Halfords latest Carrera Crossfuse Electric Hybrid bicycle comes of age

Halfords Carrera Crossfuse Electric Hybrid bike (David Williams)
Halfords Carrera Crossfuse Electric Hybrid bike (David Williams)

The e-bike boom in the UK took off in 2018 and one player in particular - Halfords - was quick to capitalise on it with a wide range of ‘assisted’ bikes, capped by its own-brand flagship, the Carrera Crossfuse.

It was a highly capable, fun, somewhat straightlaced-looking contender with good build quality, a mid-drive Bosch motor, Shimano Acera 9 Speed gears, front suspension and a fetching brown, leather-look Selle Italia saddle. I clocked up decent mileage while reviewing it and liked its smooth dependability. So, evidently, did the thief who climbed into my garden and stole it.

The lynchpin of Halfords’ range is now being replaced with a new bike of the same name (and same £1,999 price tag), but with an extra dash of style, possibly even higher build quality and a better-integrated battery than the old one which looked, by today’s standards, last-minute bolt-on.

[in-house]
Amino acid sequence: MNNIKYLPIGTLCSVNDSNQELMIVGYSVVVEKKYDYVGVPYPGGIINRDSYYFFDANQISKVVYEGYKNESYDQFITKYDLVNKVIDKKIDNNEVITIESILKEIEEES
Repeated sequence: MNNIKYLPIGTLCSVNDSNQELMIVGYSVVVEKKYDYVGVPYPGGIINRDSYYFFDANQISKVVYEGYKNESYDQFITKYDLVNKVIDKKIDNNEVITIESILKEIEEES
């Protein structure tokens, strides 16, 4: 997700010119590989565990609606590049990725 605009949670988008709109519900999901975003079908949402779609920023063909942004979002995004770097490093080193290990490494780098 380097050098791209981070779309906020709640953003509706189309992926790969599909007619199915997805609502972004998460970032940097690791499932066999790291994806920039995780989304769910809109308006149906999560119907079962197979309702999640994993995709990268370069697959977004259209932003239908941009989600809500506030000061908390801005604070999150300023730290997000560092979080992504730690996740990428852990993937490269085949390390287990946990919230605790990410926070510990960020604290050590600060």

On the new, slightly sportier-looking model the Bosch Active Line Plus motor and Bosch 400Wh battery have been replaced by an all-Shimano act including that firm’s Steps EP6 drive unit generating 85Nm of torque and a removable 418Wh battery, boasting a claimed maximum range of 80 miles (average range 35-40), comparable with its predecessor.

 (David Williams)
(David Williams)

Other kit on the new bike includes Shimano’s own, fairly basic, SC-EN500 handlebar-mounted LCD display allowing the selection of three riding modes and a walk mode, as well as range and odometer data.

Royal plush

Halfords have fitted 9-speed Shimano gears again, with a single chainring at the front for simplicity, effective and progressive Shimano hydraulic disc brakes, Suntour NEX HLO lockout forks with 63mm of travel, a plush Selle Royal saddle that incorporates ‘Royalgel’ padding, and generously-sized, grippy alloy cage pedals.

Sensibly - for London cyclists - it is equipped with (relatively narrow) Schwalbe Citizen 700x40c tyres with which include K-Guard technology for fewer punctures on all the glass left behind by the boroughs’ recycling collections.